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Missing Hong Kong booksellers held by Chinese police

ANTHONY WALLACE / AFP | Protestors hold up missing person notices for employees of publishing company Mighty Current in Hong Kong on January 3, 2016

Chinese police on Thursday night confirmed for the first time that three of the five Hong Kong booksellers who went missing last year are being held on the mainland for “illegal activities”.


A letter from an Interpol office in Guangdong province in southern mainland China said the three men being held "were suspected [of being] involved in a case relating to a person named Gui, and were involved in illegal activities on the mainland".

“Criminal compulsory measures were imposed on them and they were under investigation,” the statement said.

The case of the missing booksellers has sparked fears that Beijing is using shadowy tactics to undermine the independence and civil liberties historically enjoyed by Hong Kong and has prompted an international outcry. Chinese state news agency Xinhua has dismissed the allegations as "foreign media hype”.

Lui Por, Cheung Jiping and Lam Wing-kei, who work for the Hong Kong publishing house Mighty Current, disappeared while in southern mainland China in October 2015.

Mighty Current and its subsidiary bookstore, Causeway Bay Books, specialise in gossipy titles that criticise mainland China’s Communist Party leaders.

Suspected abductions

It remains unclear how Lui, Cheung, Lam, and two more of their colleagues from the Hong Kong publishing company disappeared and ended up in mainland China.

The fourth bookseller, Gui Minhai, failed to return to Hong Kong from a holiday in Thailand in October.

Two weeks ago Gui appeared on Chinese state television, tearfully stating that he had voluntarily turned himself in to Chinese authorities over a fatal drink driving case from more than a decade ago.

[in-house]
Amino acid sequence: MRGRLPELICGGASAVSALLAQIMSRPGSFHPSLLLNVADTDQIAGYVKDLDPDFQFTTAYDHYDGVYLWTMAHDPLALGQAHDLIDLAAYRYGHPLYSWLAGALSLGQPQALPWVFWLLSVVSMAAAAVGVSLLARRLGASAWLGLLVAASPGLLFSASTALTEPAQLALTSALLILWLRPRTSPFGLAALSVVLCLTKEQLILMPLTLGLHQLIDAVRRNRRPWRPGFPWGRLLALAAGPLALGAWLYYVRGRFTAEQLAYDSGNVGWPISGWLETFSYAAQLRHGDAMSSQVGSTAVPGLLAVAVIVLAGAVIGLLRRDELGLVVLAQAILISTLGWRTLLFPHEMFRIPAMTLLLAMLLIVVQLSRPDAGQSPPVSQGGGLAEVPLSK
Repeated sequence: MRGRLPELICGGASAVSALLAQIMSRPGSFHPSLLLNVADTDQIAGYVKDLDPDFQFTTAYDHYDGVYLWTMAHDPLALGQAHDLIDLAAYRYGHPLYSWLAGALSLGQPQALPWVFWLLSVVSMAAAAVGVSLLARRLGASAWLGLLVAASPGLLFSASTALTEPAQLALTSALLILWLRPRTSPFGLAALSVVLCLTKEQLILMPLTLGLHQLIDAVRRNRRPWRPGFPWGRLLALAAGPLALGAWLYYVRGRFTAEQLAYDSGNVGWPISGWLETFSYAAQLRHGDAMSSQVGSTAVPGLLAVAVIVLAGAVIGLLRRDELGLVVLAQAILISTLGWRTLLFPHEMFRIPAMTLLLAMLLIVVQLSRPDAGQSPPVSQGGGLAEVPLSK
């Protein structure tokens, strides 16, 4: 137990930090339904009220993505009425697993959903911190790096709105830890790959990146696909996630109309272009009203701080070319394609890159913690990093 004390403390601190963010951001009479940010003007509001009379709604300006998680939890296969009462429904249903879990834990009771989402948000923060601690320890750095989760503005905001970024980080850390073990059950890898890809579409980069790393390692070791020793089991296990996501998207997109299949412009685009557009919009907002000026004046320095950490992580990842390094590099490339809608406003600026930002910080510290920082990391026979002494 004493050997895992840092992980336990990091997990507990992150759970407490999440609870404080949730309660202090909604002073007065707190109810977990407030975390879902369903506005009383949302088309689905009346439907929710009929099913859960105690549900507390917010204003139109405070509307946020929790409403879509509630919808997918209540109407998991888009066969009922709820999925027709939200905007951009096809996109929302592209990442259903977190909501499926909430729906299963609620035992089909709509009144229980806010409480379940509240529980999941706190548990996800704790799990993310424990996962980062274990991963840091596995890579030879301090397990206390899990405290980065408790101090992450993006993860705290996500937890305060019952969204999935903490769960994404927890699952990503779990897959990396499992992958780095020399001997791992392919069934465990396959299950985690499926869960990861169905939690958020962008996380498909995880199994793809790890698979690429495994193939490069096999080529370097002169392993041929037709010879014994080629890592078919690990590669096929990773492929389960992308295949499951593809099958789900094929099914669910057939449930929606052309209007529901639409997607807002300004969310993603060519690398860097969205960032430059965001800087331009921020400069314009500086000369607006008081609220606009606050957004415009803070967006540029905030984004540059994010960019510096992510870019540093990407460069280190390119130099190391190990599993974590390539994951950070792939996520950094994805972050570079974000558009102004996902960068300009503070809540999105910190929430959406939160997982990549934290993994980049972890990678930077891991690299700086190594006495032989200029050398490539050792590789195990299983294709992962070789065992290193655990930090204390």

The fifth bookseller, Lee Bo, went missing from Hong Kong in December. He resurfaced on the mainland almost immediately, calling his wife to say he was assisting in an investigation and would not be back anytime soon.

Thursday’s police statement contained an equally confusing letter from Lee, whom Hong Kong police have been trying to contact ever since his disappearance. The letter said that Lee “did not need to meet with them (the Hong Kong police) at the moment”.

‘Smoke and mirrors’

The international community has strongly condemned China’s detention of the booksellers.

On Friday, the European Parliament called for the “immediate safe release” of the five in a statement.

Amnesty International has accused Chinese authorities of using a “smoke and mirrors strategy” to hide the truth about the booksellers’ disappearance.

Asked about the European Parliament statement, Chinese Foreign Ministry spokesman Lu Kang told a daily news briefing: “Hong Kong affairs are China’s domestic matter. We firmly oppose any country interfering in China’s domestic affairs.”

Britain handed Hong Kong back to China in 1997 under agreements that its broad freedoms, way of life and vaunted legal system would remain unchanged for 50 years. The “one country, two systems” formula accords Hong Kong a degree of autonomy and freedoms not enjoyed in mainland China, including freedom of speech.

However, in recent years have seen attempts by Beijing to undermine Hong Kong’s independence, including restrictions on its electoral process and a crackdown on pro-democracy protests in 2014.


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